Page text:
Sunday, December 21, 2014


I was recently looking to buy into an F&B franchise. From what I have learned so far, this is the rough break down of a typical successful outlet.

Rent: 20%
Manpower: 20%
Food: 30%
15%: Depriciation + Utilites.
Profits: 15%

The break down above really varies from the kind of F&B that you are doing.

If we start looking at an F&B objectively and try to optimise it, there are a lot of ways where the F&B business can be made much more competitive than others.

1. Rent
Essentially when you run an F&B, it is a brick and motar business. You are trying to captilise as much profits per square feet of rent that you are paying. If you are able to generate the same kind profits by doing other kind of businesses, there is really not much point in trying an F&B business. Another way to look at it is, finding a location where you are able to generate similar kind of revenue, but at a much cheaper rent. Much easier said than done. But if you can find such a location, it gives you a chance to 'capitalise' on this cheap rent, regardless if you are doing an F&B business, retail etc.

2. Manpower
How do you optimise the business that is naturally capital intensive? Either you automate more of the process, or pay your staff lesser. Automation can be done to a certain extent, like automatic ordering system etc. As for labour costs, it is know a fact that foreginers are much cheaper than locals and are generally more willing to do such labour. I was previously thinking, what if we can staff more foreigner talents into such industry, but yet still meet the local to foreigner ratio required by the goverment? I have thought of some ways about this before. What if a stall only hires 1 local manager and the rest of the 5 foreigner staff are sub contracted from an employment agency? Such agencies can be used as a holding company that have access to lots of Singaporean workers. Hence there is really no violation of the law.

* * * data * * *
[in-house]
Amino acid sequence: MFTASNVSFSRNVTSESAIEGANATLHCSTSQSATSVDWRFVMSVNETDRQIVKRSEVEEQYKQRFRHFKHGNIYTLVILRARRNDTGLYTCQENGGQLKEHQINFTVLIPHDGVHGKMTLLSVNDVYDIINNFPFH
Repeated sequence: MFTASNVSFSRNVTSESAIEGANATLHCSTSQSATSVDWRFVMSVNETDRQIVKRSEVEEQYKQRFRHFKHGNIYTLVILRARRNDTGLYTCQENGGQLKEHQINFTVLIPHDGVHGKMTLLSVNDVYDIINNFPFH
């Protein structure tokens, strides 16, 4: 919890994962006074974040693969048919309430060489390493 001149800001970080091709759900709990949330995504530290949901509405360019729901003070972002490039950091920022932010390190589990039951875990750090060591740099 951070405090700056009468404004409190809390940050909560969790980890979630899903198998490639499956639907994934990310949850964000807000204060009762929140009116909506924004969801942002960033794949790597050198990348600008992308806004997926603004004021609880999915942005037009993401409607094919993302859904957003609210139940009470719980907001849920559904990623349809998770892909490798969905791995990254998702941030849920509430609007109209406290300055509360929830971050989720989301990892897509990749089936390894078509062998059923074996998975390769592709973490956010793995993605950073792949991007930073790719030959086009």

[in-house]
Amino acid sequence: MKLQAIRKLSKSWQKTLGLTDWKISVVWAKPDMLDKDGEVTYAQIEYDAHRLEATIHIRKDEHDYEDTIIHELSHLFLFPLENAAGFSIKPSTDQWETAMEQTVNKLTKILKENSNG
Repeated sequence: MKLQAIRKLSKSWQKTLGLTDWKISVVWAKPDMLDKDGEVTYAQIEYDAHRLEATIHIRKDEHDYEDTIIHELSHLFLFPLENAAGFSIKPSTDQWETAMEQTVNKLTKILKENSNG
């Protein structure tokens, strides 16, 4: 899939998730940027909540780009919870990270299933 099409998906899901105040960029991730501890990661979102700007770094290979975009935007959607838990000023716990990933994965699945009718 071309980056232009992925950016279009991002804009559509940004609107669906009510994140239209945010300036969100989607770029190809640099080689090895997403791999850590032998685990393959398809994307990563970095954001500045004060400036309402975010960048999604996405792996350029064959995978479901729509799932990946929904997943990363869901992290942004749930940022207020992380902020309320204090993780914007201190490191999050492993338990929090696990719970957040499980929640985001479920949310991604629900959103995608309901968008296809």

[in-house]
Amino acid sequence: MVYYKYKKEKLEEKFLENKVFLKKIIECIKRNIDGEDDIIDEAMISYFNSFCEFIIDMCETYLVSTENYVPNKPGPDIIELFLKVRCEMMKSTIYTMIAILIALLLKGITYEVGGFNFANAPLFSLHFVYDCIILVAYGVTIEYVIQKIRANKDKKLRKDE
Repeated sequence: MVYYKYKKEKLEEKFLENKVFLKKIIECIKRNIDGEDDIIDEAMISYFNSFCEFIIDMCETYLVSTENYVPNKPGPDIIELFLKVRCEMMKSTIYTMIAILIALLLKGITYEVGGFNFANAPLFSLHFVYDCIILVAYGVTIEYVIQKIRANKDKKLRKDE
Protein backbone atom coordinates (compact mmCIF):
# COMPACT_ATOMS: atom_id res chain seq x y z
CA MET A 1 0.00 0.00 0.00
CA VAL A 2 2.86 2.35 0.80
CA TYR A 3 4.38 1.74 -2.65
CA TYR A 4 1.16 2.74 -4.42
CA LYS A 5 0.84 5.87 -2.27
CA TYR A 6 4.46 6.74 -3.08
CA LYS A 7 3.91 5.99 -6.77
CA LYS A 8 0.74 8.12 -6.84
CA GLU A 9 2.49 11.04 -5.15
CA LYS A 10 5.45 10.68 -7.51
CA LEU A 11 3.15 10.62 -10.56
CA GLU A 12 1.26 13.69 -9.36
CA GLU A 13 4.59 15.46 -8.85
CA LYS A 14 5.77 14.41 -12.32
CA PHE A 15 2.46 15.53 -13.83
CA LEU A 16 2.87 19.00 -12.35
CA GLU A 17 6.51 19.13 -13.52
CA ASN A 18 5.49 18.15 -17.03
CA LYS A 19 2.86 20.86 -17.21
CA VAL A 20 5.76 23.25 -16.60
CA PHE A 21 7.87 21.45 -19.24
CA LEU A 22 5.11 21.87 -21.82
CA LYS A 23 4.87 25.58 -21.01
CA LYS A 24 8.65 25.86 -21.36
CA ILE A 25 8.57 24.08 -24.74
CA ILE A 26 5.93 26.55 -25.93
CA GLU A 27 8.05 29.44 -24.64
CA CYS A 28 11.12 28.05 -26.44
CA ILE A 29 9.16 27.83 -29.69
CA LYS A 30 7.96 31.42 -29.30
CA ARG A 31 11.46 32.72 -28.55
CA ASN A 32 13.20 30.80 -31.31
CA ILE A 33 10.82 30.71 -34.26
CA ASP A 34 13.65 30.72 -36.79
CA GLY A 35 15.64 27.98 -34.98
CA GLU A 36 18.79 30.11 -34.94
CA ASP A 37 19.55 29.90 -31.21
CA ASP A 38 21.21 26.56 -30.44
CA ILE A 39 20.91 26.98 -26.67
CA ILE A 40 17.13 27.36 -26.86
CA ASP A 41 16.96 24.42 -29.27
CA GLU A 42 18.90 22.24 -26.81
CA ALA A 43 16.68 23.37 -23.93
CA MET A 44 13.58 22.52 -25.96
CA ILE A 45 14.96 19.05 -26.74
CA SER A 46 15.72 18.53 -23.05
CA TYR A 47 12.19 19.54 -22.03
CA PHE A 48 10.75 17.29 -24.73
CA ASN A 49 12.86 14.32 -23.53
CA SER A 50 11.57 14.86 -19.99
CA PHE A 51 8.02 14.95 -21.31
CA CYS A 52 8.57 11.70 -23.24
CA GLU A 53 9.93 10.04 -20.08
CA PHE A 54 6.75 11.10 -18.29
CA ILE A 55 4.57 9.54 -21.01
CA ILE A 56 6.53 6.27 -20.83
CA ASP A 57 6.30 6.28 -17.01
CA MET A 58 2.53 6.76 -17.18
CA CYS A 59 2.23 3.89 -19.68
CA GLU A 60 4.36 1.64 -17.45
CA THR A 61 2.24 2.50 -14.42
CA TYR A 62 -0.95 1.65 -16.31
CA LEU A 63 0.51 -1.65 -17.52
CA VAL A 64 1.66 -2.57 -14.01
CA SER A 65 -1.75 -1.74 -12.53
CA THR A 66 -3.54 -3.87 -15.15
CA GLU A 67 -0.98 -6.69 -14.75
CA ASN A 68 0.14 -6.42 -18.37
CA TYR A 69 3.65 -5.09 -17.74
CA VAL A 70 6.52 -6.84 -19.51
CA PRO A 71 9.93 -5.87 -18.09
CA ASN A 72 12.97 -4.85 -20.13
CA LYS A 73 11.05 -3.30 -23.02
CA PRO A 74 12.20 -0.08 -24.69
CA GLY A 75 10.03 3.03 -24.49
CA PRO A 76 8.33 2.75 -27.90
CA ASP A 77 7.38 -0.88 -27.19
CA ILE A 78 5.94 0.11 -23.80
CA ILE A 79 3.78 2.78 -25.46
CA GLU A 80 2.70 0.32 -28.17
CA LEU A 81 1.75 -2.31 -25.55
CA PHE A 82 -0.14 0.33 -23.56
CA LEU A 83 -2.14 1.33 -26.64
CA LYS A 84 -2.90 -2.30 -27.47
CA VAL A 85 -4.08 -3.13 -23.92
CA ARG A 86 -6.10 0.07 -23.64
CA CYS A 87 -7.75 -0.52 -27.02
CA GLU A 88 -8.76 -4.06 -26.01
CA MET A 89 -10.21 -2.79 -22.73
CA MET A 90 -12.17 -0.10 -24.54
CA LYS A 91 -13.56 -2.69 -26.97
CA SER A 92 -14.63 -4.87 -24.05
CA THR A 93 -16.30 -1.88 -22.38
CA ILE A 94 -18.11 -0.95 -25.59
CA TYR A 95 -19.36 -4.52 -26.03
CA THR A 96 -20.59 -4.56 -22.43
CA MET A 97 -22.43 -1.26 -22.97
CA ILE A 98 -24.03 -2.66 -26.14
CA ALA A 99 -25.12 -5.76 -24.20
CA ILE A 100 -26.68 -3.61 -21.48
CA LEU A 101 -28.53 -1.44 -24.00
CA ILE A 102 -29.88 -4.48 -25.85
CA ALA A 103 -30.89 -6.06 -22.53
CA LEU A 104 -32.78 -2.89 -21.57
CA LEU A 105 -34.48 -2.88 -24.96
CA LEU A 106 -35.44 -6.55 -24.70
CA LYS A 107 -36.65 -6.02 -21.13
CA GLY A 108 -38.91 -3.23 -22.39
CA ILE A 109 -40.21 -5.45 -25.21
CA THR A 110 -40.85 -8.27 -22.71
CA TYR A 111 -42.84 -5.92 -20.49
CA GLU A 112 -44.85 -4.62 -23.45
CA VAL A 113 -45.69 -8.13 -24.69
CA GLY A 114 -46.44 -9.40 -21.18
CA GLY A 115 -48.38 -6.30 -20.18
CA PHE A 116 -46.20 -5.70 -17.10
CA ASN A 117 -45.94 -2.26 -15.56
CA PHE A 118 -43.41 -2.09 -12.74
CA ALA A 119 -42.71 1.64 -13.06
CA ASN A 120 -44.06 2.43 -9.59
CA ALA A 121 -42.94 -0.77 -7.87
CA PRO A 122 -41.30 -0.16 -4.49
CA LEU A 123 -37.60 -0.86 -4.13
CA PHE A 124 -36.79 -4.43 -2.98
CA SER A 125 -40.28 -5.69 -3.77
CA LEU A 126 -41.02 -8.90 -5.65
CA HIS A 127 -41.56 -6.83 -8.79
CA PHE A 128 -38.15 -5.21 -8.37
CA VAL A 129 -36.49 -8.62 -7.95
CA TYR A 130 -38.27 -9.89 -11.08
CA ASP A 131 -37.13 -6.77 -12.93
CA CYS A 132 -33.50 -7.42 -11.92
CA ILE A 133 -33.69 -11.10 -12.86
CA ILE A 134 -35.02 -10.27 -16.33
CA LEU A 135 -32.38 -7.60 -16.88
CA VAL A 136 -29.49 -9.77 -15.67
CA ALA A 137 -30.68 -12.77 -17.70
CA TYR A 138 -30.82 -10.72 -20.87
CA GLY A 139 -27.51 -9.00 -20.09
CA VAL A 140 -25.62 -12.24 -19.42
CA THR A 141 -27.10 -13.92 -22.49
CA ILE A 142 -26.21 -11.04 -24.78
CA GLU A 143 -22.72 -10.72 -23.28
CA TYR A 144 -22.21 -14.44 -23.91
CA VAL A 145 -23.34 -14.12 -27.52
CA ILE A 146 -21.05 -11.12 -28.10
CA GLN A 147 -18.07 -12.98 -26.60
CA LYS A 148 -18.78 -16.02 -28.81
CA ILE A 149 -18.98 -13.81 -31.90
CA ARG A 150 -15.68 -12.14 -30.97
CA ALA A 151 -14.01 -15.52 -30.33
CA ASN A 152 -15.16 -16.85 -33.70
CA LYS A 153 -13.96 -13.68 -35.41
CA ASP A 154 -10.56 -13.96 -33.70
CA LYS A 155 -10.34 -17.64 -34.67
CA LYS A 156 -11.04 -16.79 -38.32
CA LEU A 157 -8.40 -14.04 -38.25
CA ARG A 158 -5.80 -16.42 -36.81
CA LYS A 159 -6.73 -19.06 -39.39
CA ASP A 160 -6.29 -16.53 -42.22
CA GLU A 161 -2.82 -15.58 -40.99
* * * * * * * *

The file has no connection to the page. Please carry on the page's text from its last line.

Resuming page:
3. Food
I don't have much comment about this because essentially I think it entails going further upstream to the source and buying more in bulk.

4. Deprication / utilities
Based purely on number, a smaller deprecation means greater profits. Essentially the lower the onset of start up cost, the smaller depreciation. If you can find an outlet that is fully renovated but is distressed, due to various reasons, you have an upper hand when starting the business. You are essentially starting a business with subsidized costs.

The points I mentioend above are easier said than that. However it is always good to keep in mind the above points.

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